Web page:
Article 13 of the United Nations Charter obligates the UN General Assembly to initiate studies and make recommendations which encourage the progressive development of international law and its codification. Evidence of consensus or state practice can sometimes be derived from intergovernmental resolutions or academic and expert legal opinions (sometimes collectively termed soft law).

 

International law has existed since the Middle Ages but much of its modern corpus began developing from the mid-19th century.Two sophisticated legal systems developed in the Western World: the codified systems of continental European states (Civil Law) and the judge-made law of England (Common Law). The fall of the Roman civilization did not result in the loss of the concepts of Roman Law. Starting in the later Middle Ages, unlegislated Roman law (ius commune or lex mercatoria) was applied by merchants in northern Italian city states and north-western European countries as the basis for commercial (and other) relationships. In the 20th century, the two World Wars and the formation of the League of Nations (and other international organizations such as the International Labor Organization) all contributed to accelerate this process and established much of the foundations of modern public international law. After the failure of the Treaty of Versailles and World War II, the League of Nations was replaced by the United Nations, founded under the UN Charter. The UN has also been the locus for the development of new advisory (non-binding) standards, such as the Universal Declaration of Human Rights. Other international norms and laws have been established through international agreements, including the Geneva Conventions on the conduct of war or armed conflict, as well as by agreements implemented by other international organizations such as the International Labor Organization, the World Health Organization, the World Intellectual Property Organization, the International Telecommunication Union, UNESCO, the World Trade Organization, and the International Monetary Fund. The development and consolidation of such conventions and agreements has proven to be of great importance in the realm of international relations.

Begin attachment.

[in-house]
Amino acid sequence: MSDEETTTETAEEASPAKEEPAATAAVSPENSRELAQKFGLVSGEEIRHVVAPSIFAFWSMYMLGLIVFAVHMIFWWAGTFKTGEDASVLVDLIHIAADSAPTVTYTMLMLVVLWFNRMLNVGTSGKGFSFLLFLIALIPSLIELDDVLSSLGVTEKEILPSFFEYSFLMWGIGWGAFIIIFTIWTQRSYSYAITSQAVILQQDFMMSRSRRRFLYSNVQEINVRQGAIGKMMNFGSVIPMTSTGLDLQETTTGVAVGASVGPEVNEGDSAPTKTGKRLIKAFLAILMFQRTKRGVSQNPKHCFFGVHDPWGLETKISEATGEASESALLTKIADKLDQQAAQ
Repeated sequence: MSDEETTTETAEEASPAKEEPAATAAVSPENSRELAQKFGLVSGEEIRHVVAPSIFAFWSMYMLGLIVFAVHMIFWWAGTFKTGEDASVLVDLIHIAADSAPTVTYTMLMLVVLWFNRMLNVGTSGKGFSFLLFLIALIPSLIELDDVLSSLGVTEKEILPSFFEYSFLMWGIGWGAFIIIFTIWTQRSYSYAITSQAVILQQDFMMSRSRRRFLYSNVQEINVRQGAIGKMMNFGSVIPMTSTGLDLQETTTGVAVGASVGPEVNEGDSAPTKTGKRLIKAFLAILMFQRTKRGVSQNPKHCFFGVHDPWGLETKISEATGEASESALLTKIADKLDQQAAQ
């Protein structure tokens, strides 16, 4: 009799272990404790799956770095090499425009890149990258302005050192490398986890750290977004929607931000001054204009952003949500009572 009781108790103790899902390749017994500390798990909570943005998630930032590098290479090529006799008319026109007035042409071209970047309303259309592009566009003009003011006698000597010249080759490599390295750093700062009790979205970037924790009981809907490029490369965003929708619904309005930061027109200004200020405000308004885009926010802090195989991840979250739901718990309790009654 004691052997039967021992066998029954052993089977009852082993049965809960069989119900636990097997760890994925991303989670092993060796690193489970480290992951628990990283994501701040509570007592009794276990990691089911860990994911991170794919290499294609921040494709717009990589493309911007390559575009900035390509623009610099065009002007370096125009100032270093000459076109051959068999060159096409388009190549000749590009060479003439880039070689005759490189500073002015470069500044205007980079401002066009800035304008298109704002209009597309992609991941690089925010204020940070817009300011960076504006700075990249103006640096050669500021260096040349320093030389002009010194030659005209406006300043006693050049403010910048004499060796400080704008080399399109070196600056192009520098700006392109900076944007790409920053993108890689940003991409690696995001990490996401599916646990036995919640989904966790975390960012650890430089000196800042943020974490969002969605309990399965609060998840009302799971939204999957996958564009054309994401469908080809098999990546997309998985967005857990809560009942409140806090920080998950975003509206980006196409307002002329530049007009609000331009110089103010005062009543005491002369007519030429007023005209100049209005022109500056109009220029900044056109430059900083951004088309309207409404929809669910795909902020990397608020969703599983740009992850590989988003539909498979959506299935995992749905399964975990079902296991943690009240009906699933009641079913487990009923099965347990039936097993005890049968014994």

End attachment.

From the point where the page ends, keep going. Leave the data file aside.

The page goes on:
Conflict of laws

Main article: Conflict of laws

Conflict of laws, often called "private international law" in civil law jurisdictions, is less international than public international law. It is distinguished from public international law because it governs conflicts between private persons, rather than states (or other international bodies with standing). It concerns the questions of which jurisdiction should be permitted to hear a legal dispute between private parties, and which jurisdiction's law should be applied, therefore raising issues of international law. Today corporations are increasingly capable of shifting capital and labor supply chains across borders, as well as trading with overseas corporations. This increases the number of disputes of an inter-state nature outside a unified legal framework, and raises issues of the enforceability of standard practices. Increasing numbers of businesses use commercial arbitration under the New York Convention 1958.

Supranational law

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Main article: Supranational law

 

The Term "International Law" refers to treaty law made in and between sovereign states. "Law" is defined as "a rule of conduct or action prescribed or formally recognized as binding or enforced by a controlling authority,"[6] whereas "Sovereign" is defined as "supreme power or authority." Given this contradiction, nations have at times abrogated "International Laws" when they considered doing so in their national interest. The term "World Law" is the evolution of a system of law at the global level representing the sovereignty of the whole. Initial steps have been taken to evolve a system of supra-national laws, but true "World Law" may await the evolution of a legislative body of, by and for the people of the planet.

International courts

 

There are numerous international bodies created by treaties adjudicating on legal issues where they may have jurisdiction. The only one claiming universal jurisdiction is the United Nations Security Council. Others include the United Nations International Court of Justice, and the International Criminal Court (when national systems have totally failed and the Treaty of Rome is applicable) and the Court of Arbitration for Sport

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International Law